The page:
Sina Weibo

Kim Fatty the Second has to be KDC, surely?

China has banned the search term “Kim Fatty the Third” or  “Jin San Pang”.

China has blocked internet searches for “Kim Fatty the Third”, a popular term that is used in China for North Korean leader Kim Jong-un.

The term “Jin San Pang” failed to produce any results on Baidu, China’s main search engine, or the country’s hugely popular social networking platform, Sina Weibo.

China’s army of internet censors have previously blocked searches for insulting names of the North Korean leader, including “Kim Pig the Third”.

The Apple Daily, a pro-democracy newspaper based in Hong Kong and Taiwan, said the recent ban was enforced after officials from Kim’s rogue regime asked Chinese officials to act.

The phrase Jin San Pang uses characters which roughly translates to ‘Kim’, ‘three’, and ‘fat’ – in reference to both his weight and his lineage as the third in the Kim dynasty.    Read more »

As much at home writing editorials as being the subject of them, Cam has won awards, including the Canon Media Award for his work on the Len Brown/Bevan Chuang story. When he’s not creating the news, he tends to be in it, with protagonists using the courts, media and social media to deliver financial as well as death threats.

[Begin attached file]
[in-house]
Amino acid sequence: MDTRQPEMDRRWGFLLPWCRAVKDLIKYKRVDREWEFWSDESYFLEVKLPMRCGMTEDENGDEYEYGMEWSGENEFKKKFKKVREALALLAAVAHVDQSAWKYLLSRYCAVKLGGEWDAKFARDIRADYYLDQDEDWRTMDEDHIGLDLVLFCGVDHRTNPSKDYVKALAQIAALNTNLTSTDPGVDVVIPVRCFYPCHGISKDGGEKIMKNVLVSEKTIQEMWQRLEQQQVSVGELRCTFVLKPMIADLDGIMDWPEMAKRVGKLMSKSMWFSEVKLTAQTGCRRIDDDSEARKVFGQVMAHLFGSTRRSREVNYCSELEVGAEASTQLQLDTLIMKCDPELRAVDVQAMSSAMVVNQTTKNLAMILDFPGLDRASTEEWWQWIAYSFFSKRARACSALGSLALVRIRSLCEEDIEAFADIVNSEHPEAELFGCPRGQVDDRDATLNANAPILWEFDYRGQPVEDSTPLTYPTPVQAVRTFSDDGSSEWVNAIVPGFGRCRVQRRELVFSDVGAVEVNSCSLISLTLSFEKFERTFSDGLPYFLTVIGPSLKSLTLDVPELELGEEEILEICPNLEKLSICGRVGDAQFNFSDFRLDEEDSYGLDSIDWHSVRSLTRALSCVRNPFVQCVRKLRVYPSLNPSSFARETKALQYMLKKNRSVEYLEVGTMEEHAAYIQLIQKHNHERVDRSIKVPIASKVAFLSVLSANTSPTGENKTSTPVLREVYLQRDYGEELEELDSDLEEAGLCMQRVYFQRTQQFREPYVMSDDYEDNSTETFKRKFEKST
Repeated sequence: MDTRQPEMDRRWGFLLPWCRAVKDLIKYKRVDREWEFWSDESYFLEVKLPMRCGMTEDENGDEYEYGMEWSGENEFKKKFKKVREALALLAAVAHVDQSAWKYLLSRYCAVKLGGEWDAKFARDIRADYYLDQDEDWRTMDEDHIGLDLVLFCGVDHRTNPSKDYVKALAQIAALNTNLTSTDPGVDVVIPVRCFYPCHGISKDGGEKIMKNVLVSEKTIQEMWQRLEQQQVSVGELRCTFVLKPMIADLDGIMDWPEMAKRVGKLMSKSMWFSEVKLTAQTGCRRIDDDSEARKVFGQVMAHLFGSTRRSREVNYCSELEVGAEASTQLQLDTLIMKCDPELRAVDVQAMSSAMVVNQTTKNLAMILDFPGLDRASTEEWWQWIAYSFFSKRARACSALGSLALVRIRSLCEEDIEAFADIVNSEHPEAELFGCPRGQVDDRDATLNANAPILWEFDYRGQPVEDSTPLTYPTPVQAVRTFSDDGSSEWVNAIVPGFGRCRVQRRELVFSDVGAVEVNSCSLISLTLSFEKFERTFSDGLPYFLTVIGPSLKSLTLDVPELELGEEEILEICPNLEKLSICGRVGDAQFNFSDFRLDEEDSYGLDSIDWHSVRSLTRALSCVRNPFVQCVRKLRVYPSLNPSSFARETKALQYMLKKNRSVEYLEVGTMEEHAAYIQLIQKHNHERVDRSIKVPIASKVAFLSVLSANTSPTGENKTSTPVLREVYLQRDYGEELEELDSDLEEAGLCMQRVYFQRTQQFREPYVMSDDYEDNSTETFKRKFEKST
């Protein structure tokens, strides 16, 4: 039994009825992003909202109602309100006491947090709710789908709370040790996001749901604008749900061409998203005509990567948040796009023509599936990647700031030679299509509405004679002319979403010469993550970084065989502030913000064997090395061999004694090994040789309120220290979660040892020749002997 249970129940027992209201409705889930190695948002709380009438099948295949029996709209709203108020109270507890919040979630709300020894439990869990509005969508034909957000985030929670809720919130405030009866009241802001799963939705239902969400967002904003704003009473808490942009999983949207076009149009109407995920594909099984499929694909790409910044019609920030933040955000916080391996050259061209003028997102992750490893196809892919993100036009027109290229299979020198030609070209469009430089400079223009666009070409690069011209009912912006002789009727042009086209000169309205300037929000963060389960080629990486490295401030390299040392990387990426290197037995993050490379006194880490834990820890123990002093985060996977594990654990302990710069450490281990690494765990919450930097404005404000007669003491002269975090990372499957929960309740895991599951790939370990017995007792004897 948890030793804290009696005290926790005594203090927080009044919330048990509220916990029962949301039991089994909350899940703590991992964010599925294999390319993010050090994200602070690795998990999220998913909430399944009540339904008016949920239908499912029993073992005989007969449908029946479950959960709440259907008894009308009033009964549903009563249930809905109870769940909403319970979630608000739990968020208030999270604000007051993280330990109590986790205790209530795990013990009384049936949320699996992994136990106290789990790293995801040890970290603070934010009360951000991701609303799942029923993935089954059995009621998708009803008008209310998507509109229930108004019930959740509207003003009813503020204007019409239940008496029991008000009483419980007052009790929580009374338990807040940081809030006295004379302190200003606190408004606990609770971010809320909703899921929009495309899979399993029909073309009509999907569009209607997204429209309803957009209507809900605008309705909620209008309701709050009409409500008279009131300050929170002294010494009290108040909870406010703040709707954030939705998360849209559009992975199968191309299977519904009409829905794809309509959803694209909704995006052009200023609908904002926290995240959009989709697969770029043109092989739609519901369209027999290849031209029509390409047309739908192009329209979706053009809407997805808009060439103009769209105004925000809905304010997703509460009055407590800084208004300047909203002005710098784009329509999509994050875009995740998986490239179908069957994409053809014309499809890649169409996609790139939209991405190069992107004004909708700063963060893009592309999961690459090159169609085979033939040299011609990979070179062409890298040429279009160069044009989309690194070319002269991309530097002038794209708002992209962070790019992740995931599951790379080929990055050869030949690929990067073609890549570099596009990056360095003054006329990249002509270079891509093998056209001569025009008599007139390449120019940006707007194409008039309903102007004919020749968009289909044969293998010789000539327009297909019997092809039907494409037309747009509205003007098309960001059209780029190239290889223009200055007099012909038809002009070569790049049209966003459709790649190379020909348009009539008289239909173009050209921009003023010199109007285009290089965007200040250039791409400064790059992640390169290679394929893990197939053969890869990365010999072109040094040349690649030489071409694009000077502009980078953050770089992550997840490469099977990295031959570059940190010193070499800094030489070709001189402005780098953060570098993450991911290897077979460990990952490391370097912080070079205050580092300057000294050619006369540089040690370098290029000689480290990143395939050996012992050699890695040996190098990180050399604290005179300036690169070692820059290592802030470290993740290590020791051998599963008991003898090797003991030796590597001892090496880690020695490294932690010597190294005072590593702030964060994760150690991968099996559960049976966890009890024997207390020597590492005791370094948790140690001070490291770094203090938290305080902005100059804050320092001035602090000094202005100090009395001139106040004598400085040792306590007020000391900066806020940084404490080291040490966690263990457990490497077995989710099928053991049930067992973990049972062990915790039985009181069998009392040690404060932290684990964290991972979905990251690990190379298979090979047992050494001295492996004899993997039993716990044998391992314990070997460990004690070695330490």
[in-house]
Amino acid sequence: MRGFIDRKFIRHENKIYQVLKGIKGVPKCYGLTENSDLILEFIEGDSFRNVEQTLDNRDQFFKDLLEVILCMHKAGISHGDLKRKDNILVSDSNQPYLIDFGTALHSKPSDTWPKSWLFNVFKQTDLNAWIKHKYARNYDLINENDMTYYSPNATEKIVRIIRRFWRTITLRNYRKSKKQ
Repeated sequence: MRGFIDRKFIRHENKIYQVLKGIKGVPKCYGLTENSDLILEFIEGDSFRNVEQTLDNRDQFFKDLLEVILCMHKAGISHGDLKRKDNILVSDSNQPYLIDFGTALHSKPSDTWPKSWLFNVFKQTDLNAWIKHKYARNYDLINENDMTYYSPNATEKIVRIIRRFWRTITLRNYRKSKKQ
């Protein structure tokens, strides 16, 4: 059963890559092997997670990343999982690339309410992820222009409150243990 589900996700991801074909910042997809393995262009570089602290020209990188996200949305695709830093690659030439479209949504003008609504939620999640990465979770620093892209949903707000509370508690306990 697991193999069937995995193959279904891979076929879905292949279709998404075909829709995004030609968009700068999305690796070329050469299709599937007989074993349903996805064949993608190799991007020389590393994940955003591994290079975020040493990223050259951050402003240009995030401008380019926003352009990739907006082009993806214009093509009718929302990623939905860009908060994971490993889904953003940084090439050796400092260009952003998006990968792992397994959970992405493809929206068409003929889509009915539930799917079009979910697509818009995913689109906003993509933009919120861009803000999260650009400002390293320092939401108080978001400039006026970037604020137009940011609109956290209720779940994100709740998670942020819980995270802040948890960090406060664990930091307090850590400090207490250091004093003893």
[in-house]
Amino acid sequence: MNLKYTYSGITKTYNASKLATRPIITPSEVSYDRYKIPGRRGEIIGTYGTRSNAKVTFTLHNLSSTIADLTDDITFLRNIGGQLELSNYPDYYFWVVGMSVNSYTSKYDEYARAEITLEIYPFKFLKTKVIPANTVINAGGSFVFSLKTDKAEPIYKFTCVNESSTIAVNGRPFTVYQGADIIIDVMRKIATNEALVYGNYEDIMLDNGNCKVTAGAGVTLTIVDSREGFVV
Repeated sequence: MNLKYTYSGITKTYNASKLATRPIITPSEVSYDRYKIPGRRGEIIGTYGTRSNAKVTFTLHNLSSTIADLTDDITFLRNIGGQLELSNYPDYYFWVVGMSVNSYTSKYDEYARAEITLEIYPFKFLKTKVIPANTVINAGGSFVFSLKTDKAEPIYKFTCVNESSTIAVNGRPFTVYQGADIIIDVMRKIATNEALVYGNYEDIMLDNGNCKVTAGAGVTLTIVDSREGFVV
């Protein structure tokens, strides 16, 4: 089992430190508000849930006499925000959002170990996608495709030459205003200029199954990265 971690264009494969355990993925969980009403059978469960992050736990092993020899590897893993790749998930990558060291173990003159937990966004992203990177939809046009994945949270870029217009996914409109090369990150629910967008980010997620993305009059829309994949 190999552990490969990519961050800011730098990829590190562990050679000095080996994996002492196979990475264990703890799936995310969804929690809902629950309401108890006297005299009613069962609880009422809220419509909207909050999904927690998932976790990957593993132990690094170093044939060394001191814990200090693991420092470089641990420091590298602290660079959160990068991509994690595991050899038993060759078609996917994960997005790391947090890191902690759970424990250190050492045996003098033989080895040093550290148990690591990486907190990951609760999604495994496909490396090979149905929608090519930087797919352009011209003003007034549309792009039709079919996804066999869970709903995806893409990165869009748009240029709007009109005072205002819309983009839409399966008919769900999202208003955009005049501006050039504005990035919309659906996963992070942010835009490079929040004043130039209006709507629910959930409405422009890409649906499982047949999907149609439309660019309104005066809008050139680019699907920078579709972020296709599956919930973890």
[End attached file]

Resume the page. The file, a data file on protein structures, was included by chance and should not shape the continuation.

They say that news is something that someone, somewhere, wants kept quiet. Cam Slater doesn’t do quiet and, as a result, he is a polarising, controversial but highly effective journalist who takes no prisoners.

He is fearless in his pursuit of a story.

Love him or loathe him, you can’t ignore him.

To read Cam’s previous articles click on his name in blue.

Sanctimonious Chinese hypocrite gets mocked online

The Chinese government got on its high horse in the wake of the media manufactured Fonterra botulism scare. Their finger pointing even reached their president who used the APEC meeting to castigate John Key for food safety…even when there was no risk at all from the Fonterra scare.

Well, his own population set about mocking their president in social media.

It’s rare for Chinese citizens to laugh outwardly at their president. But when Xi Jinping appeared to scold his New Zealand counterpart over food safety during a face-to-face meeting in Bali on Sunday, the irony proved too delicious to ignore.  Read more »

As much at home writing editorials as being the subject of them, Cam has won awards, including the Canon Media Award for his work on the Len Brown/Bevan Chuang story. When he’s not creating the news, he tends to be in it, with protagonists using the courts, media and social media to deliver financial as well as death threats.

They say that news is something that someone, somewhere, wants kept quiet. Cam Slater doesn’t do quiet and, as a result, he is a polarising, controversial but highly effective journalist who takes no prisoners.

He is fearless in his pursuit of a story.

Love him or loathe him, you can’t ignore him.

To read Cam’s previous articles click on his name in blue.